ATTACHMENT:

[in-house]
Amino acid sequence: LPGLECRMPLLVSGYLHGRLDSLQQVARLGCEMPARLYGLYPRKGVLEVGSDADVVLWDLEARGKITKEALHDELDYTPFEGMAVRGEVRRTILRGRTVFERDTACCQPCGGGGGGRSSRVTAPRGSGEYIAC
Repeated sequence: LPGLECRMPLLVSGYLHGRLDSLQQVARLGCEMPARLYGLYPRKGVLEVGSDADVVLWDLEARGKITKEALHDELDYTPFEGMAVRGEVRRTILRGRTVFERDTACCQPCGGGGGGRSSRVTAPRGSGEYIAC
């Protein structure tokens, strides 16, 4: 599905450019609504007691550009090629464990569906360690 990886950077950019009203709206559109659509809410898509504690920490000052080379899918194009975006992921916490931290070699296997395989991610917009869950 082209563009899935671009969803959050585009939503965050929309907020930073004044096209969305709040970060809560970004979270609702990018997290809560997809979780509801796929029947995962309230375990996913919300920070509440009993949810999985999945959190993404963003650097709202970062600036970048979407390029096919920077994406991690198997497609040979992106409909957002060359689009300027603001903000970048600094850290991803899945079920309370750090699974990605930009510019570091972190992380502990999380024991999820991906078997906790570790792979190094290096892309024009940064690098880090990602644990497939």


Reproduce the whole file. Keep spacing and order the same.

[in-house]
Amino acid sequence: LPGLECRMPLLVSGYLHGRLDSLQQVARLGCEMPARLYGLYPRKGVLEVGSDADVVLWDLEARGKITKEALHDELDYTPFEGMAVRGEVRRTILRGRTVFERDTACCQPCGGGGGGRSSRVTAPRGSGEYIAC
Repeated sequence: LPGLECRMPLLVSGYLHGRLDSLQQVARLGCEMPARLYGLYPRKGVLEVGSDADVVLWDLEARGKITKEALHDELDYTPFEGMAVRGEVRRTILRGRTVFERDTACCQPCGGGGGGRSSRVTAPRGSGEYIAC
């Protein structure tokens, strides 16, 4: 599905450019609504007691550009090629464990569906360690 990886950077950019009203709206559109659509809410898509504690920490000052080379899918194009975006992921916490931290070699296997395989991610917009869950 082209563009899935671009969803959050585009939503965050929309907020930073004044096209969305709040970060809560970004979270609702990018997290809560997809979780509801796929029947995962309230375990996913919300920070509440009993949810999985999945959190993404963003650097709202970062600036970048979407390029096919920077994406991690198997497609040979992106409909957002060359689009300027603001903000970048600094850290991803899945079920309370750090699974990605930009510019570091972190992380502990999380024991999820991906078997906790570790792979190094290096892309024009940064690098880090990602644990497939």